Imran Khan should not blame others for his party's actions: PDM Chief

Pakistan President Arif Alvi had signed the Elections (Amendment) Ordinance 2021 to pave the way for Senate election.

After Prime Minister Imran Khan's alleged that Pakistan Democratic Movement chief made 'vast amounts of money' while selling votes during Senate polls, Maulana Fazlur Rehman said that the premier should not redirect the blame to others for the actions of his party workers and said that his 'conscience was clear'.

Earlier in the day, Khan had alleged that Fazl had made "vast amounts of money" while selling votes during the polls for the upper house of the Parliament, reported Geo News.

The allegations came in the backdrop of a leaked video that showed Pakistan Tehreek-e-Insaf (PTI) lawmakers receiving large amounts of money, ahead of Senate elections in 2018.

The Pakistan Democratic Movement (PDM) chief also commented that corruption had increased in PTI's tenure according to Transparency International and voices demanding accountability are now growing louder within the ruling party.

"All of the state's institutions are there to serve the masses and they should perform their responsibilities in the parameters of Constitution," Rehman said.

Despite the video showing his party lawmakers accepting bribes, Imran Khan, while reacting to the video earlier on Tuesday, said that his government was determined to "stop the cycle of money laundering and corruption", reported Geo News.

According to a report by Geo News, the video showed a couple of PTI Members of National Assembly (MNAs) taking money from Mohammad Ali Bacha, former MPA of the Pakistan Peoples Party (PPP) before the Senate elections in 2018.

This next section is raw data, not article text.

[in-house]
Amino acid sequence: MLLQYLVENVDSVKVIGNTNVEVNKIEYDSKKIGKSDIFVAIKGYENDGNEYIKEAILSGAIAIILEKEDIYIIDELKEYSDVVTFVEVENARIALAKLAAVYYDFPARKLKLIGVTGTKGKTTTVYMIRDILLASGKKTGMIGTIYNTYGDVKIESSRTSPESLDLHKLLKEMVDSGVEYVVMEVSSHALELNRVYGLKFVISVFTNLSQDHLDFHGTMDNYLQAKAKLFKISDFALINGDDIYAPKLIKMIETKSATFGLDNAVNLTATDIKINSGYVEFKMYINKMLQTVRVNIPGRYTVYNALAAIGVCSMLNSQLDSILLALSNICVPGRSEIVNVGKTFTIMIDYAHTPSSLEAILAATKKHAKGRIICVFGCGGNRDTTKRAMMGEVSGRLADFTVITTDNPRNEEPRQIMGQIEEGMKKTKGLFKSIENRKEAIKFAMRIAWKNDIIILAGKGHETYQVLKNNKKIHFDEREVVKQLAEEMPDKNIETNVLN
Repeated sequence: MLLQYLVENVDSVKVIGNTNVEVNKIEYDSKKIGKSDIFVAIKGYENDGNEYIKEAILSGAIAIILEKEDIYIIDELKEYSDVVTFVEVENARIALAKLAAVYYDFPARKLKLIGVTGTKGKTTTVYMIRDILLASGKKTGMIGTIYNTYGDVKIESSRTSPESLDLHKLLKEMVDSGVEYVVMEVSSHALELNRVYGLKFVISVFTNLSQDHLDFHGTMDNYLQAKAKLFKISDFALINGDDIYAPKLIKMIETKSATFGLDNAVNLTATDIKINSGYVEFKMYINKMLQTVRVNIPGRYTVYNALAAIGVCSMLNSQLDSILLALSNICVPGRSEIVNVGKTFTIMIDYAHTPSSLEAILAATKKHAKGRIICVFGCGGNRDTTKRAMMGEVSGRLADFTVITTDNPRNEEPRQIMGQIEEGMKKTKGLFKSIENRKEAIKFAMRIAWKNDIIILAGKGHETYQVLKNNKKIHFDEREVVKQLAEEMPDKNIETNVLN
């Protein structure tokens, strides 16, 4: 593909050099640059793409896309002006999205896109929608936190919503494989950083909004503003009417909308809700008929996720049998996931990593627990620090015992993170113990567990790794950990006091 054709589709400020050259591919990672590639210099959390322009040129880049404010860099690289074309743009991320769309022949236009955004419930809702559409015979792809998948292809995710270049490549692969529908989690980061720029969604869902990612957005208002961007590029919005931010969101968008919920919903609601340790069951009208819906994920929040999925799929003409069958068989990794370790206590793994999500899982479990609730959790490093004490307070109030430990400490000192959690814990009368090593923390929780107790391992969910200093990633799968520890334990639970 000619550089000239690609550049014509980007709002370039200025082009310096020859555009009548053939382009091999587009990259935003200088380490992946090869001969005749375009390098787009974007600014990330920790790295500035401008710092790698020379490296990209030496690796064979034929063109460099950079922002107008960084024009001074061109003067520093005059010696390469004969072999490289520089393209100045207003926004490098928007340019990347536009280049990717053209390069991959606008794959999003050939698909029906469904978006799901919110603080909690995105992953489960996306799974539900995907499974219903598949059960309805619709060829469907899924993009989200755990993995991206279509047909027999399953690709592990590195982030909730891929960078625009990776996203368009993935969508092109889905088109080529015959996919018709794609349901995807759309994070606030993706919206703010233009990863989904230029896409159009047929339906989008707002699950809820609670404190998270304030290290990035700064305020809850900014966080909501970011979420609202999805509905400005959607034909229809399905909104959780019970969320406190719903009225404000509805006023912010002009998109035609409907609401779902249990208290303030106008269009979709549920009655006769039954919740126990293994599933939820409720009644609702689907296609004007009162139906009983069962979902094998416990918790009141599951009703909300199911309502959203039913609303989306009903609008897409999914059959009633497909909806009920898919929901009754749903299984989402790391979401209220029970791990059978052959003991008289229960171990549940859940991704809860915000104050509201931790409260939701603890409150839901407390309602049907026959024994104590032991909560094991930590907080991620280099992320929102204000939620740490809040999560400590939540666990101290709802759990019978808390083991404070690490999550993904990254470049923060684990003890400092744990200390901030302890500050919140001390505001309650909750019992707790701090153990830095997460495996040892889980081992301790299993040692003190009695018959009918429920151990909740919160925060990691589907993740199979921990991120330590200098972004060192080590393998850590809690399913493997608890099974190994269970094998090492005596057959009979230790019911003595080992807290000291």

In the video, stacks of currency are seen in the video atop a table in front of the Khyber Pakhtunkhwa PTI Members of Provincial Assembly (MPAs).

This comes days after Pakistan President Arif Alvi had signed the Elections (Amendment) Ordinance 2021 to pave the way for Senate elections to be held via an "open and identifiable ballot".

(Only the headline and picture of this report may have been reworked by the Business Standard staff; the rest of the content is auto-generated from a syndicated feed.)

Dear Reader,

Business Standard has always strived hard to provide up-to-date information and commentary on developments that are of interest to you and have wider political and economic implications for the country and the world. Your encouragement and constant feedback on how to improve our offering have only made our resolve and commitment to these ideals stronger. Even during these difficult times arising out of Covid-19, we continue to remain committed to keeping you informed and updated with credible news, authoritative views and incisive commentary on topical issues of relevance.

We, however, have a request.

As we battle the economic impact of the pandemic, we need your support even more, so that we can continue to offer you more quality content. Our subscription model has seen an encouraging response from many of you, who have subscribed to our online content. More subscription to our online content can only help us achieve the goals of offering you even better and more relevant content. We believe in free, fair and credible journalism. Your support through more subscriptions can help us practise the journalism to which we are committed.

Support quality journalism and subscribe to Business Standard.

Digital Editor

Business Standard is now on Telegram.
For insightful reports and views on business, markets, politics and other issues, subscribe to our official Telegram channel